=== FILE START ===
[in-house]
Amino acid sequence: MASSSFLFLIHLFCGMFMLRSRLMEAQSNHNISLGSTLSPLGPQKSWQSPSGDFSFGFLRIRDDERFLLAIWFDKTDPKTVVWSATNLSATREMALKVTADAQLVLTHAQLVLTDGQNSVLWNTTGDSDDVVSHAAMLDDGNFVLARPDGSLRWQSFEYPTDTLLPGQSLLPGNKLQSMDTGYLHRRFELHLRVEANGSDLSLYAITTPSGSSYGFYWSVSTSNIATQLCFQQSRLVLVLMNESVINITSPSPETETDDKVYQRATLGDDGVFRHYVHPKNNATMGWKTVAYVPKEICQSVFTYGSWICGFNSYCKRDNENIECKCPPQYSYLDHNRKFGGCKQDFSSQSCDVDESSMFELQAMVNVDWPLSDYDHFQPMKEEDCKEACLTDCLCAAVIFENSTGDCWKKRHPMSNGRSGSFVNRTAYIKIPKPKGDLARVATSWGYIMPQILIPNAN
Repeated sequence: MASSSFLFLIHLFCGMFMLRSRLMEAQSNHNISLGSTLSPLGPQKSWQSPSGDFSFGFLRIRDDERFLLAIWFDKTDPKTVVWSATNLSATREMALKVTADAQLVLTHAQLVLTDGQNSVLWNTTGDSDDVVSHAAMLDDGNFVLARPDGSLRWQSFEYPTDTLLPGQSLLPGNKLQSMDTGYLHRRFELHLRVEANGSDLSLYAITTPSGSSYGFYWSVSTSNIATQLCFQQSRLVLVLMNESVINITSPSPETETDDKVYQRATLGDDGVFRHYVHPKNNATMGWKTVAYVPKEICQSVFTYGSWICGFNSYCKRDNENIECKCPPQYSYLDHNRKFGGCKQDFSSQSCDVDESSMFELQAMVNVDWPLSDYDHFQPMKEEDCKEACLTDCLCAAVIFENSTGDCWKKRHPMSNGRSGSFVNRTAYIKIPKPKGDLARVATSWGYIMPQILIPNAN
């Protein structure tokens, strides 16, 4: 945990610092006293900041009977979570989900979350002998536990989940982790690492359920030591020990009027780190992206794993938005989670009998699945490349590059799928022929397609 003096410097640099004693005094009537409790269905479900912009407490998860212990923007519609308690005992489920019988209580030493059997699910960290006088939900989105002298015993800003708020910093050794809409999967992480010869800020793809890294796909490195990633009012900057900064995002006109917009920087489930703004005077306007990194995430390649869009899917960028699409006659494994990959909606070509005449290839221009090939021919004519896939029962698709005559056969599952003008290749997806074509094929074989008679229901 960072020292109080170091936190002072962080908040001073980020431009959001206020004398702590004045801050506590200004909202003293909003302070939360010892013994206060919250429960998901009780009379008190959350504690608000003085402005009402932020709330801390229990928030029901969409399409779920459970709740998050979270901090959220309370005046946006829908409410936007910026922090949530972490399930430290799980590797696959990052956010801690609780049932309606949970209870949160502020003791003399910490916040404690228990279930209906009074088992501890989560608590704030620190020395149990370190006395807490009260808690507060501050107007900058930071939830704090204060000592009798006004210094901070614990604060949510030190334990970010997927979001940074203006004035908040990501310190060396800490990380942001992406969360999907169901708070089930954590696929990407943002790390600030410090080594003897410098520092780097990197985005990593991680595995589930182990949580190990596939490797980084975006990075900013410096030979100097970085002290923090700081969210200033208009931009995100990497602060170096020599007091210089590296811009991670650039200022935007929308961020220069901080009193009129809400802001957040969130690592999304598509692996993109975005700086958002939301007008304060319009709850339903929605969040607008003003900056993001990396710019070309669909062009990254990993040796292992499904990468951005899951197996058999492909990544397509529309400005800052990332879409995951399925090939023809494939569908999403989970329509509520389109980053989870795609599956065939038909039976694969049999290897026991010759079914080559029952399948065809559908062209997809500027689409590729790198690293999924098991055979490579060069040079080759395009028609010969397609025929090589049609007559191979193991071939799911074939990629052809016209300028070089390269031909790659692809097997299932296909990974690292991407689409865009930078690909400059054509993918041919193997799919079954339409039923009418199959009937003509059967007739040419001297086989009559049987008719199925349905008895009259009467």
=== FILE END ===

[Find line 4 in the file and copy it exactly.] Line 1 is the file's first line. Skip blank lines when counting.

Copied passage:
């Protein structure tokens, strides 16, 4: 945990610092006293900041009977979570989900979350002998536990989940982790690492359920030591020990009027780190992206794993938005989670009998699945490349590059799928022929397609 003096410097640099004693005094009537409790269905479900912009407490998860212990923007519609308690005992489920019988209580030493059997699910960290006088939900989105002298015993800003708020910093050794809409999967992480010869800020793809890294796909490195990633009012900057900064995002006109917009920087489930703004005077306007990194995430390649869009899917960028699409006659494994990959909606070509005449290839221009090939021919004519896939029962698709005559056969599952003008290749997806074509094929074989008679229901 960072020292109080170091936190002072962080908040001073980020431009959001206020004398702590004045801050506590200004909202003293909003302070939360010892013994206060919250429960998901009780009379008190959350504690608000003085402005009402932020709330801390229990928030029901969409399409779920459970709740998050979270901090959220309370005046946006829908409410936007910026922090949530972490399930430290799980590797696959990052956010801690609780049932309606949970209870949160502020003791003399910490916040404690228990279930209906009074088992501890989560608590704030620190020395149990370190006395807490009260808690507060501050107007900058930071939830704090204060000592009798006004210094901070614990604060949510030190334990970010997927979001940074203006004035908040990501310190060396800490990380942001992406969360999907169901708070089930954590696929990407943002790390600030410090080594003897410098520092780097990197985005990593991680595995589930182990949580190990596939490797980084975006990075900013410096030979100097970085002290923090700081969210200033208009931009995100990497602060170096020599007091210089590296811009991670650039200022935007929308961020220069901080009193009129809400802001957040969130690592999304598509692996993109975005700086958002939301007008304060319009709850339903929605969040607008003003900056993001990396710019070309669909062009990254990993040796292992499904990468951005899951197996058999492909990544397509529309400005800052990332879409995951399925090939023809494939569908999403989970329509509520389109980053989870795609599956065939038909039976694969049999290897026991010759079914080559029952399948065809559908062209997809500027689409590729790198690293999924098991055979490579060069040079080759395009028609010969397609025929090589049609007559191979193991071939799911074939990629052809016209300028070089390269031909790659692809097997299932296909990974690292991407689409865009930078690909400059054509993918041919193997799919079954339409039923009418199959009937003509059967007739040419001297086989009559049987008719199925349905008895009259009467």